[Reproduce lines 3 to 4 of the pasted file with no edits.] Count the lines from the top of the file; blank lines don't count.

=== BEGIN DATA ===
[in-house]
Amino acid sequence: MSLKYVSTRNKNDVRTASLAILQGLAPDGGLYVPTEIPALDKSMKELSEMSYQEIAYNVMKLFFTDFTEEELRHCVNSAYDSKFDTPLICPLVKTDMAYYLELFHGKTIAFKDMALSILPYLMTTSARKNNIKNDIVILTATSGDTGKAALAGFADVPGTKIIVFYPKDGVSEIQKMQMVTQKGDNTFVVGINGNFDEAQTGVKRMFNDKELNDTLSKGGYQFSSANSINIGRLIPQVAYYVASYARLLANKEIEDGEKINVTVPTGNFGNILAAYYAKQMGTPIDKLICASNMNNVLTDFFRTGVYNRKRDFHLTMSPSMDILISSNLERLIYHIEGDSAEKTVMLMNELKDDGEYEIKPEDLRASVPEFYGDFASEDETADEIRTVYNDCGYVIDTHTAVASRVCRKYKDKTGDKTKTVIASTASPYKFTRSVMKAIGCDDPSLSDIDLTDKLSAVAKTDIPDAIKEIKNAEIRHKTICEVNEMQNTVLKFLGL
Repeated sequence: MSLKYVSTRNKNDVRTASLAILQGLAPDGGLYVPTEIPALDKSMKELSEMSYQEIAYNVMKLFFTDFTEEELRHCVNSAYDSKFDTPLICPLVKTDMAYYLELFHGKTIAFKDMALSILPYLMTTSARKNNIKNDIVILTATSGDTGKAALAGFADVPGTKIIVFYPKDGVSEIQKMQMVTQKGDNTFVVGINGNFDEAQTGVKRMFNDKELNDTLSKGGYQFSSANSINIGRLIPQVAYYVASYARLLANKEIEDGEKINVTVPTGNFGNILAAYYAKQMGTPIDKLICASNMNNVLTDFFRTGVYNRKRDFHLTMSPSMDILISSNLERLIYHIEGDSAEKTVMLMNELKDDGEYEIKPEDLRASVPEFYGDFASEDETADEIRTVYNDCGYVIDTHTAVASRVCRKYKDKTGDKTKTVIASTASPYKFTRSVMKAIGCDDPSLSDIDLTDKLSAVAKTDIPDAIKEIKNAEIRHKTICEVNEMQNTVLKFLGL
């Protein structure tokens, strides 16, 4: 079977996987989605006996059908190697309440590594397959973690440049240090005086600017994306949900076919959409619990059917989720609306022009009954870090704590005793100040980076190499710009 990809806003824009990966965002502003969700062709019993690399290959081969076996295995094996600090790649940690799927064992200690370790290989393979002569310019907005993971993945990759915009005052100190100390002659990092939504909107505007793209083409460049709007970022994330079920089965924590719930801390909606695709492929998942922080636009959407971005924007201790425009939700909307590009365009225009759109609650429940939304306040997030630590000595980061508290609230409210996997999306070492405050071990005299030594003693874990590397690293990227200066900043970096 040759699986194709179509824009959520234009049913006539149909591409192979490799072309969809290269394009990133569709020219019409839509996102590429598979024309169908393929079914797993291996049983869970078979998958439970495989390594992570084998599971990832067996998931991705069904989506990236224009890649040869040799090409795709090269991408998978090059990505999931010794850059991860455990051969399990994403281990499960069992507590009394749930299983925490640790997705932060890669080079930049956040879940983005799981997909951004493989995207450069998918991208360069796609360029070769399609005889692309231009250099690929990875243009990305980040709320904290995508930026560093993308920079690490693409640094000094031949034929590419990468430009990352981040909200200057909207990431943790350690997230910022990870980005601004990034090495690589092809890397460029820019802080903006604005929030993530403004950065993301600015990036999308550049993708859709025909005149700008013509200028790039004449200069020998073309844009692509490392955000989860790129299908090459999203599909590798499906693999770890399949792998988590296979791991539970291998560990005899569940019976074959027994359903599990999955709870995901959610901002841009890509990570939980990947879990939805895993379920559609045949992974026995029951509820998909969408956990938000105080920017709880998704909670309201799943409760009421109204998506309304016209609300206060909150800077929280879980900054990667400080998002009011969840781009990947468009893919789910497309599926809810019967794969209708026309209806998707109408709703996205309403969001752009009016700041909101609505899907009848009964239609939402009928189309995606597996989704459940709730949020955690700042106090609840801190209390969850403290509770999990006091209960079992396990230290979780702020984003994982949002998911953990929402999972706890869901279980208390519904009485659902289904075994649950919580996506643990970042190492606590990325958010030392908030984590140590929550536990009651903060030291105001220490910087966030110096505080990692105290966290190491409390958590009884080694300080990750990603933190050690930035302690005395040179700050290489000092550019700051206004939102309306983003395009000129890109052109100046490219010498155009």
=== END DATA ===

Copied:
Repeated sequence: MSLKYVSTRNKNDVRTASLAILQGLAPDGGLYVPTEIPALDKSMKELSEMSYQEIAYNVMKLFFTDFTEEELRHCVNSAYDSKFDTPLICPLVKTDMAYYLELFHGKTIAFKDMALSILPYLMTTSARKNNIKNDIVILTATSGDTGKAALAGFADVPGTKIIVFYPKDGVSEIQKMQMVTQKGDNTFVVGINGNFDEAQTGVKRMFNDKELNDTLSKGGYQFSSANSINIGRLIPQVAYYVASYARLLANKEIEDGEKINVTVPTGNFGNILAAYYAKQMGTPIDKLICASNMNNVLTDFFRTGVYNRKRDFHLTMSPSMDILISSNLERLIYHIEGDSAEKTVMLMNELKDDGEYEIKPEDLRASVPEFYGDFASEDETADEIRTVYNDCGYVIDTHTAVASRVCRKYKDKTGDKTKTVIASTASPYKFTRSVMKAIGCDDPSLSDIDLTDKLSAVAKTDIPDAIKEIKNAEIRHKTICEVNEMQNTVLKFLGL
């Protein structure tokens, strides 16, 4: 079977996987989605006996059908190697309440590594397959973690440049240090005086600017994306949900076919959409619990059917989720609306022009009954870090704590005793100040980076190499710009 990809806003824009990966965002502003969700062709019993690399290959081969076996295995094996600090790649940690799927064992200690370790290989393979002569310019907005993971993945990759915009005052100190100390002659990092939504909107505007793209083409460049709007970022994330079920089965924590719930801390909606695709492929998942922080636009959407971005924007201790425009939700909307590009365009225009759109609650429940939304306040997030630590000595980061508290609230409210996997999306070492405050071990005299030594003693874990590397690293990227200066900043970096 040759699986194709179509824009959520234009049913006539149909591409192979490799072309969809290269394009990133569709020219019409839509996102590429598979024309169908393929079914797993291996049983869970078979998958439970495989390594992570084998599971990832067996998931991705069904989506990236224009890649040869040799090409795709090269991408998978090059990505999931010794850059991860455990051969399990994403281990499960069992507590009394749930299983925490640790997705932060890669080079930049956040879940983005799981997909951004493989995207450069998918991208360069796609360029070769399609005889692309231009250099690929990875243009990305980040709320904290995508930026560093993308920079690490693409640094000094031949034929590419990468430009990352981040909200200057909207990431943790350690997230910022990870980005601004990034090495690589092809890397460029820019802080903006604005929030993530403004950065993301600015990036999308550049993708859709025909005149700008013509200028790039004449200069020998073309844009692509490392955000989860790129299908090459999203599909590798499906693999770890399949792998988590296979791991539970291998560990005899569940019976074959027994359903599990999955709870995901959610901002841009890509990570939980990947879990939805895993379920559609045949992974026995029951509820998909969408956990938000105080920017709880998704909670309201799943409760009421109204998506309304016209609300206060909150800077929280879980900054990667400080998002009011969840781009990947468009893919789910497309599926809810019967794969209708026309209806998707109408709703996205309403969001752009009016700041909101609505899907009848009964239609939402009928189309995606597996989704459940709730949020955690700042106090609840801190209390969850403290509770999990006091209960079992396990230290979780702020984003994982949002998911953990929402999972706890869901279980208390519904009485659902289904075994649950919580996506643990970042190492606590990325958010030392908030984590140590929550536990009651903060030291105001220490910087966030110096505080990692105290966290190491409390958590009884080694300080990750990603933190050690930035302690005395040179700050290489000092550019700051206004939102309306983003395009000129890109052109100046490219010498155009």